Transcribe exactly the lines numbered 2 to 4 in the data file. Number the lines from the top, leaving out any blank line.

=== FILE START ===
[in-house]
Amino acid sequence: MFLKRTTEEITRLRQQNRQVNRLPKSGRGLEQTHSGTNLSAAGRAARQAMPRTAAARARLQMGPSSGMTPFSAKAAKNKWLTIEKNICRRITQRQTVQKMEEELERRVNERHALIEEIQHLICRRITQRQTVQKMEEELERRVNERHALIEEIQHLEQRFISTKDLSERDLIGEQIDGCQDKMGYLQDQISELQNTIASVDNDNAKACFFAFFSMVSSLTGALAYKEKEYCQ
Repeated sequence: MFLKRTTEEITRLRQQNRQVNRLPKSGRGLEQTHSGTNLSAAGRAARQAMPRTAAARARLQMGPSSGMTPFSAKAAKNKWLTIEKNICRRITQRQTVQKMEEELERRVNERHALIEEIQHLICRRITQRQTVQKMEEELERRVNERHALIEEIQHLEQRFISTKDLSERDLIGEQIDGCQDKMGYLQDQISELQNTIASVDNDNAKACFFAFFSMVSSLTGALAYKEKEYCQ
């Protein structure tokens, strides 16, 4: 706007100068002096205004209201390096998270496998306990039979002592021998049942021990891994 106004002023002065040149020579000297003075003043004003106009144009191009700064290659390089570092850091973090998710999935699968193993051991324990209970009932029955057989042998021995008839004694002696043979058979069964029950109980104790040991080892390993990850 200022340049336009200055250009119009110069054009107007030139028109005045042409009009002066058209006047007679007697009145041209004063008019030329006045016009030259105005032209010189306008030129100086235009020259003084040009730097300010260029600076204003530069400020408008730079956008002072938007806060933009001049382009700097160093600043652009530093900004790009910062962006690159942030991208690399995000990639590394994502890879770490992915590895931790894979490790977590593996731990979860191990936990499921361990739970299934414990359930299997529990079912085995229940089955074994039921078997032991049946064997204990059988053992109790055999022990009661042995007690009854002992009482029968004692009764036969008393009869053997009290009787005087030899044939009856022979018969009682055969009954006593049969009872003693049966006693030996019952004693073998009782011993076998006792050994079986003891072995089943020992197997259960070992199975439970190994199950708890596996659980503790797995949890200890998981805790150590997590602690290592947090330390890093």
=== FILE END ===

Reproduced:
Amino acid sequence: MFLKRTTEEITRLRQQNRQVNRLPKSGRGLEQTHSGTNLSAAGRAARQAMPRTAAARARLQMGPSSGMTPFSAKAAKNKWLTIEKNICRRITQRQTVQKMEEELERRVNERHALIEEIQHLICRRITQRQTVQKMEEELERRVNERHALIEEIQHLEQRFISTKDLSERDLIGEQIDGCQDKMGYLQDQISELQNTIASVDNDNAKACFFAFFSMVSSLTGALAYKEKEYCQ
Repeated sequence: MFLKRTTEEITRLRQQNRQVNRLPKSGRGLEQTHSGTNLSAAGRAARQAMPRTAAARARLQMGPSSGMTPFSAKAAKNKWLTIEKNICRRITQRQTVQKMEEELERRVNERHALIEEIQHLICRRITQRQTVQKMEEELERRVNERHALIEEIQHLEQRFISTKDLSERDLIGEQIDGCQDKMGYLQDQISELQNTIASVDNDNAKACFFAFFSMVSSLTGALAYKEKEYCQ
């Protein structure tokens, strides 16, 4: 706007100068002096205004209201390096998270496998306990039979002592021998049942021990891994 106004002023002065040149020579000297003075003043004003106009144009191009700064290659390089570092850091973090998710999935699968193993051991324990209970009932029955057989042998021995008839004694002696043979058979069964029950109980104790040991080892390993990850 200022340049336009200055250009119009110069054009107007030139028109005045042409009009002066058209006047007679007697009145041209004063008019030329006045016009030259105005032209010189306008030129100086235009020259003084040009730097300010260029600076204003530069400020408008730079956008002072938007806060933009001049382009700097160093600043652009530093900004790009910062962006690159942030991208690399995000990639590394994502890879770490992915590895931790894979490790977590593996731990979860191990936990499921361990739970299934414990359930299997529990079912085995229940089955074994039921078997032991049946064997204990059988053992109790055999022990009661042995007690009854002992009482029968004692009764036969008393009869053997009290009787005087030899044939009856022979018969009682055969009954006593049969009872003693049966006693030996019952004693073998009782011993076998006792050994079986003891072995089943020992197997259960070992199975439970190994199950708890596996659980503790797995949890200890998981805790150590997590602690290592947090330390890093």